I’ll be honest, I’m probably the first one on a flight to ignore the flight attendant’s announcement that “all portable electronic devices must now be switched to the ‘off’ position.” My reason? I simply don’t believe that one phone could cause an issue, especially since mine has been on during almost every flight I’ve taken. I know I’m not the only one to break the rules, either, and it seems like we doubters are winning the debate, with a number of different services available that offer in-flight phone calls. However, the International Air Transport Association (IATA) claims that our gadgets may be posing a greater risk than we thought, outlining 75 instances where flight crews believed “electronic interference” with flight systems was caused by electronic portable devices.
The reported incidents were based on 125 airlines’ responses submitted between 2003 and 2009, noting that flight controls, autopilot, auto-thrust equipment, landing gear, and the communications kit were all allegedly affected by electronics use. Of course, not one of the seventy-five incidents were verified to be caused by electronic devices. Instead, the IATA reports that crew-members and pilots believed that electronics were the culprits in those cases.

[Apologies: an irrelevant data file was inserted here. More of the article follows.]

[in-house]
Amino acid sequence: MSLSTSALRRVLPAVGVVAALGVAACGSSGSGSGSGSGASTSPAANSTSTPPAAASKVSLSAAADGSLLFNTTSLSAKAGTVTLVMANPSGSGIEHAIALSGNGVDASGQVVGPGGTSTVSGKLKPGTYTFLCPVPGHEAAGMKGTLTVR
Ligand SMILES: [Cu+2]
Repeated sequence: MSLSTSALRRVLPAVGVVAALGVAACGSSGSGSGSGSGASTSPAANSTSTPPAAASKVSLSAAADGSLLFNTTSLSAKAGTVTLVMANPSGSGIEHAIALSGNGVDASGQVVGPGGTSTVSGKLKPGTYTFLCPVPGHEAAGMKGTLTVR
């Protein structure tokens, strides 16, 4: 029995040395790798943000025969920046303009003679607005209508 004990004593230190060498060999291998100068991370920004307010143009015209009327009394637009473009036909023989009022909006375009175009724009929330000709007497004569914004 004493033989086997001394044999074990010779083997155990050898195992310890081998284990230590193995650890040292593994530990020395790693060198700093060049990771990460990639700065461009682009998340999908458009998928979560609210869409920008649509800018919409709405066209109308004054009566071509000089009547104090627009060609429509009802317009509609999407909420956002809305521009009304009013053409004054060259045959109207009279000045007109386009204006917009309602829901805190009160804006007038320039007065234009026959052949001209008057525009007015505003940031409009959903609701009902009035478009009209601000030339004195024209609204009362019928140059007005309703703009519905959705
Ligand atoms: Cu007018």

In one instance, with two laptops being used nearby, the plane’s clock spun backwards and GPS readings began going off. In another example, altitude details were jumbled until the pilot asked passengers to turn off their gizmos. A Boeing advisor, Dave Carson, believes that the signals radiating from portable electronics can mess with sensors hidden in the passenger areas of a plane, and that those signals are far stronger than what Boeing considers acceptable during a flight.
Interestingly enough, the most dangerous device was the iPad, followed closely by the iPhone and BlackBerry smartphones. New planes with the proper sheathing shouldn’t experience many problems, but Carson claims that phones are a genuine safety hazard on older model air crafts. Whether these incidents were caused by electronics or not, 75 problems over six years isn’t exactly a staggering stat.
[via Reg Hardware]